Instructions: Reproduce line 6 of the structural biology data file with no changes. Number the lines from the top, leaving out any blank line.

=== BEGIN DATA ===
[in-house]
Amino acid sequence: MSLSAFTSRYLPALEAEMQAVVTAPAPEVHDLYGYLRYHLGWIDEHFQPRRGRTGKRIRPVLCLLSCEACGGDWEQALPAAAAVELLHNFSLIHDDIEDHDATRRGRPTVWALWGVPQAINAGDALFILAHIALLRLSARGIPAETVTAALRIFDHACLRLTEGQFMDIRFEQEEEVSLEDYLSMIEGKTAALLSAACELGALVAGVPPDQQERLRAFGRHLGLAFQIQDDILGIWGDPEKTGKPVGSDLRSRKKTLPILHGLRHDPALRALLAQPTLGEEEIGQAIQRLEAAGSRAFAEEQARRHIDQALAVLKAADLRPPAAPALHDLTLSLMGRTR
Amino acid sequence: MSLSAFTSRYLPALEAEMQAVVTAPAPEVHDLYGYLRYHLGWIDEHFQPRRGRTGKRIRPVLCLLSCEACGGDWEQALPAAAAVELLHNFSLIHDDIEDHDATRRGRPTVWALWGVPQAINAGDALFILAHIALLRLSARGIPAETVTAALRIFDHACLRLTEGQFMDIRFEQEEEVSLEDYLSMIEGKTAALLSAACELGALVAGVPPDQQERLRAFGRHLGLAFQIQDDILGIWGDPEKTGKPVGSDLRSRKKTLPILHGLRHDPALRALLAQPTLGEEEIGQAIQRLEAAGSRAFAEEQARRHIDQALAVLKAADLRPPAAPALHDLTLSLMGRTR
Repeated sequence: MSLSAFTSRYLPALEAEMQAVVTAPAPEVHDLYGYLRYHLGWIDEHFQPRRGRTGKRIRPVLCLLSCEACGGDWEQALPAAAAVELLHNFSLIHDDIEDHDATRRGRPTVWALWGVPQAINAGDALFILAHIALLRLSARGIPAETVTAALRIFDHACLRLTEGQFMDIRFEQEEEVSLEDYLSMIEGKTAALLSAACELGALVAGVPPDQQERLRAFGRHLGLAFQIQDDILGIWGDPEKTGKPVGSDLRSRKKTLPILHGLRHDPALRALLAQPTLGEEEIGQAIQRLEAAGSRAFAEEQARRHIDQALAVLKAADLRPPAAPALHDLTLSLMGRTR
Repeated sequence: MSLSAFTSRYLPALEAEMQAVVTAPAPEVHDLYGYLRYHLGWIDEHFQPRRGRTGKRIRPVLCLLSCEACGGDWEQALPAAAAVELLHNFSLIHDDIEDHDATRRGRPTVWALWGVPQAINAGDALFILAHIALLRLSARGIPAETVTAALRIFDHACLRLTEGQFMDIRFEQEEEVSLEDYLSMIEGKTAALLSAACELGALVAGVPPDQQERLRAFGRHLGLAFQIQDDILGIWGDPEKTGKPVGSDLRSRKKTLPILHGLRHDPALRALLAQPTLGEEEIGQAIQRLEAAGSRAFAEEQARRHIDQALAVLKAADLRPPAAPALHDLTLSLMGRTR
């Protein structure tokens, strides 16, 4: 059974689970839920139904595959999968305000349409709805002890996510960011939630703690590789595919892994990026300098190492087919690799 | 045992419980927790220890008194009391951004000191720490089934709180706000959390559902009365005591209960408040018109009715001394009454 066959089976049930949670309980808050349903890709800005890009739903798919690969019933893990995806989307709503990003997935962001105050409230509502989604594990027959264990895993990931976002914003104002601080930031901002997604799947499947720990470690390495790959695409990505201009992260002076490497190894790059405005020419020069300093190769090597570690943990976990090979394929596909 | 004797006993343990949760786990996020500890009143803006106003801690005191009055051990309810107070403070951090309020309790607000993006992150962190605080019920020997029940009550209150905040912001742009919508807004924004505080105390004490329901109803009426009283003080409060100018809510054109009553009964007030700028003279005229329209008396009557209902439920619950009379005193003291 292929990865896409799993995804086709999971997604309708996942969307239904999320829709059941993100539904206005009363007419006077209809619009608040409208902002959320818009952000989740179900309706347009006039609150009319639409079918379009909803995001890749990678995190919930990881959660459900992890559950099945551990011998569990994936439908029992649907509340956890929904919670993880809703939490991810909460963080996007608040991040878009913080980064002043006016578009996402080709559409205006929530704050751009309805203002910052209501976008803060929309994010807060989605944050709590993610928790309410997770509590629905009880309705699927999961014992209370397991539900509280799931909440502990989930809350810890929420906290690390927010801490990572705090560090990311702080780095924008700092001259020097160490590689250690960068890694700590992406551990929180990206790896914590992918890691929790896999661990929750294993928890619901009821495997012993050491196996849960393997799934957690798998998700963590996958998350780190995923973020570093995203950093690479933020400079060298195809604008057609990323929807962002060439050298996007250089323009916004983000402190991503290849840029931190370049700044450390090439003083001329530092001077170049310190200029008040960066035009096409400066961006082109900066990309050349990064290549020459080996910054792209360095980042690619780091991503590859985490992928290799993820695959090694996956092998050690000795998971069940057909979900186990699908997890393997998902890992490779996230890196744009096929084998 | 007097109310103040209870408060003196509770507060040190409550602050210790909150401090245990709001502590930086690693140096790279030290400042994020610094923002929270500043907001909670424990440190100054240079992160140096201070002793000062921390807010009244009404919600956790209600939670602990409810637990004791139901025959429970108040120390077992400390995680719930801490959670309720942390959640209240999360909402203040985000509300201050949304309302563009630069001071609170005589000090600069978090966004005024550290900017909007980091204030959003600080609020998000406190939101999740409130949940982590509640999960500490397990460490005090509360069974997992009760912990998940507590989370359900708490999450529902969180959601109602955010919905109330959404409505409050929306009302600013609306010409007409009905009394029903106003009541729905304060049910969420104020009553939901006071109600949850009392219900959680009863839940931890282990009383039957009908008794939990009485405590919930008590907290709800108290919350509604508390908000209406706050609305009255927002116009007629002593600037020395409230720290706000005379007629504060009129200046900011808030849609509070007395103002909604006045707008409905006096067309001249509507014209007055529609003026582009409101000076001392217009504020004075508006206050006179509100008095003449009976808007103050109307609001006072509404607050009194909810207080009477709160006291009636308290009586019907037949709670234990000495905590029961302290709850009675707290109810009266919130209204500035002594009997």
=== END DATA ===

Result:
């Protein structure tokens, strides 16, 4: 059974689970839920139904595959999968305000349409709805002890996510960011939630703690590789595919892994990026300098190492087919690799 | 045992419980927790220890008194009391951004000191720490089934709180706000959390559902009365005591209960408040018109009715001394009454 066959089976049930949670309980808050349903890709800005890009739903798919690969019933893990995806989307709503990003997935962001105050409230509502989604594990027959264990895993990931976002914003104002601080930031901002997604799947499947720990470690390495790959695409990505201009992260002076490497190894790059405005020419020069300093190769090597570690943990976990090979394929596909 | 004797006993343990949760786990996020500890009143803006106003801690005191009055051990309810107070403070951090309020309790607000993006992150962190605080019920020997029940009550209150905040912001742009919508807004924004505080105390004490329901109803009426009283003080409060100018809510054109009553009964007030700028003279005229329209008396009557209902439920619950009379005193003291 292929990865896409799993995804086709999971997604309708996942969307239904999320829709059941993100539904206005009363007419006077209809619009608040409208902002959320818009952000989740179900309706347009006039609150009319639409079918379009909803995001890749990678995190919930990881959660459900992890559950099945551990011998569990994936439908029992649907509340956890929904919670993880809703939490991810909460963080996007608040991040878009913080980064002043006016578009996402080709559409205006929530704050751009309805203002910052209501976008803060929309994010807060989605944050709590993610928790309410997770509590629905009880309705699927999961014992209370397991539900509280799931909440502990989930809350810890929420906290690390927010801490990572705090560090990311702080780095924008700092001259020097160490590689250690960068890694700590992406551990929180990206790896914590992918890691929790896999661990929750294993928890619901009821495997012993050491196996849960393997799934957690798998998700963590996958998350780190995923973020570093995203950093690479933020400079060298195809604008057609990323929807962002060439050298996007250089323009916004983000402190991503290849840029931190370049700044450390090439003083001329530092001077170049310190200029008040960066035009096409400066961006082109900066990309050349990064290549020459080996910054792209360095980042690619780091991503590859985490992928290799993820695959090694996956092998050690000795998971069940057909979900186990699908997890393997998902890992490779996230890196744009096929084998 | 007097109310103040209870408060003196509770507060040190409550602050210790909150401090245990709001502590930086690693140096790279030290400042994020610094923002929270500043907001909670424990440190100054240079992160140096201070002793000062921390807010009244009404919600956790209600939670602990409810637990004791139901025959429970108040120390077992400390995680719930801490959670309720942390959640209240999360909402203040985000509300201050949304309302563009630069001071609170005589000090600069978090966004005024550290900017909007980091204030959003600080609020998000406190939101999740409130949940982590509640999960500490397990460490005090509360069974997992009760912990998940507590989370359900708490999450529902969180959601109602955010919905109330959404409505409050929306009302600013609306010409007409009905009394029903106003009541729905304060049910969420104020009553939901006071109600949850009392219900959680009863839940931890282990009383039957009908008794939990009485405590919930008590907290709800108290919350509604508390908000209406706050609305009255927002116009007629002593600037020395409230720290706000005379007629504060009129200046900011808030849609509070007395103002909604006045707008409905006096067309001249509507014209007055529609003026582009409101000076001392217009504020004075508006206050006179509100008095003449009976808007103050109307609001006072509404607050009194909810207080009477709160006291009636308290009586019907037949709670234990000495905590029961302290709850009675707290109810009266919130209204500035002594009997």